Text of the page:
Be critical of the data’s spatial accuracy.  In keeping with the theme of being critical of the data, before leaving this data set, zoom to the eastern side of the collected data, near the white circular water tank.  Even though the person collecting the data (your module author) walked on the trail in this area going up and going down the ridge, note the offset from the trail for one of the tracks.  By examining the date and time stamp on the data, you can determine whether the offset occurred on the way up (climbing from east to west) or the way down (descending from west to east).  Measure the offset of this section of the track from the trail as shown on the satellite image, as shown below.

Field study 4

The points could have been compromised in terms of positional accuracy for a number of reasons, including:  The field worker could have inadvertently shielded part of the phone with his hand while gingerly picking his way along the trail while collecting the track, the cell phone reception might have fallen off, dense vegetation or the high ridge to the west could have prevented the phone from sensing as many cell phone towers, wi-fi hotspots, and GPS satellites as it had done along the ridgetop, or the app might not have been recording accurately here.  This compromising of positions happens when using GPS receivers, as well, and is something you and your students need to continually be examining and questioning.  It happens most often near ridges and canyons, such as in the case here, but also in city centres with high rise buildings, and also from within a building or when the field data collector first leaves a building and enters the outdoors.  Discuss with students the different accuracy requirements depending on your project.  For mapping trees on campus, being a few meters off might not be a problem, but it would be a problem for objects spaced more closely together, such as mapping headstones in a cemetery, or pieces of litter on a city street.  Discuss the even finer accuracy requirements for such things as mapping natural gas lines or fiber optic cables.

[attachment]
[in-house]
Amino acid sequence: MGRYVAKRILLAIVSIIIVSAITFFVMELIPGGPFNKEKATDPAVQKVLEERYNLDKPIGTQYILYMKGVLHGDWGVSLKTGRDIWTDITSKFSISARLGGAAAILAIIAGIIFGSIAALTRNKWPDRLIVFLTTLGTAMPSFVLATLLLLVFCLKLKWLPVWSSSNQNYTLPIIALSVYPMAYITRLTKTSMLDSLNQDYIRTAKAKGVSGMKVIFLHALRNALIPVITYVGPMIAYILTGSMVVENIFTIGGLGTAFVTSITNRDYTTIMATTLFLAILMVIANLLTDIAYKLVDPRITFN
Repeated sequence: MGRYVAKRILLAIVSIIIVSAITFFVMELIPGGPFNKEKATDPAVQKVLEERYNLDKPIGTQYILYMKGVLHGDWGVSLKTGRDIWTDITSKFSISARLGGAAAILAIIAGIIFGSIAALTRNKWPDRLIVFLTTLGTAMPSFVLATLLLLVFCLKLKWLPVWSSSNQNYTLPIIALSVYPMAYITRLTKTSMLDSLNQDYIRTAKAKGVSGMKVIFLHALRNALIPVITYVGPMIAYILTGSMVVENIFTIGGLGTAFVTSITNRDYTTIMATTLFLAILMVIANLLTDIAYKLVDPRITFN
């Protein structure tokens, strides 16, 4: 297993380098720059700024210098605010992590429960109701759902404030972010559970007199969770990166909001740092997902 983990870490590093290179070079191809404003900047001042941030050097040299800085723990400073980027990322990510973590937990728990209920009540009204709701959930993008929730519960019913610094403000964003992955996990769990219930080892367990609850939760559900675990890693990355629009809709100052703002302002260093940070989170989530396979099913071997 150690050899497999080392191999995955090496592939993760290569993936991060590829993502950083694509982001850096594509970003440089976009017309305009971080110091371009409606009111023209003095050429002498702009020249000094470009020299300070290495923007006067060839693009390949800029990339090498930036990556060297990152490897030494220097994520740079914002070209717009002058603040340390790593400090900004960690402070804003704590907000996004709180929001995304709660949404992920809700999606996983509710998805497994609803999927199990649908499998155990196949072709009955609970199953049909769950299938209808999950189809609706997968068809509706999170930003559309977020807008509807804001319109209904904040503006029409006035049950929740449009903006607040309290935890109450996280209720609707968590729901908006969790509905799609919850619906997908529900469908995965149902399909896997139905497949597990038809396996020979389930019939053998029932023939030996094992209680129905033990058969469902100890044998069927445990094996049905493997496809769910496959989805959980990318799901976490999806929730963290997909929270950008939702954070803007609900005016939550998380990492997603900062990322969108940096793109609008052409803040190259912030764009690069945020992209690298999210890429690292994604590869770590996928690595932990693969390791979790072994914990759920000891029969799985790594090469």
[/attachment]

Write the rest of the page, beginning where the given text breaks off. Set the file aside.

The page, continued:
Be critical of attribute data quality.  Thus, spatial data quality is important.  The quality of attributes—the information you collect in the field—is also important.  Your database will consider “spruce” and “spruse” to be two different types of trees, for example.  Some data entry errors can be solved by the use of pull-down menus for field data collection, minimizing the amount of free text entry that has to be done in the field under various conditions.  Associated with attribute data quality is ensuring consistent devices and clarity on methods used (for example, to measure the height of a tree).  Also associated with attribute data quality is paying close attention to the units you are using in the field.  If some students are collecting tree girth in cm and others in mm, that could lead to potential misinterpretation of results.  Similar results could occur if one student collected pedestrian counts along a street for 1 minute and another student for 5 minutes. 

Now that you have had experience examining field data in an interactive web map, you are ready to investigate other lessons on GeoNet where you will build your own map with the same type of data that was used for the chaparral hike that you examined above.

About the Author
I believe that spatial thinking can transform education and society through the application of Geographic Information Systems for instruction, research, administration, and policy. I hold 3 degrees in Geography, have served at NOAA, the US Census Bureau, and USGS as a cartographer and geographer, and teach a variety of F2F (Face to Face) (including T3G) and online courses. I have authored a variety of books and textbooks about the environment, STEM, GIS, and education. These include "Interpreting Our World", "Essentials of the Environment", "Tribal GIS", "The GIS Guide to Public Domain Data", "International Perspectives on Teaching and Learning with GIS In Secondary Education", "Spatial Mathematics" and others. I write for 2 blogs, 2 monthly podcasts, and a variety of journals, and have created over 5,000 videos on the Our Earth YouTube channel. Yet, as time passes, the more I realize my own limitations and that this is a lifelong learning endeavor and thus I actively seek mentors and collaborators.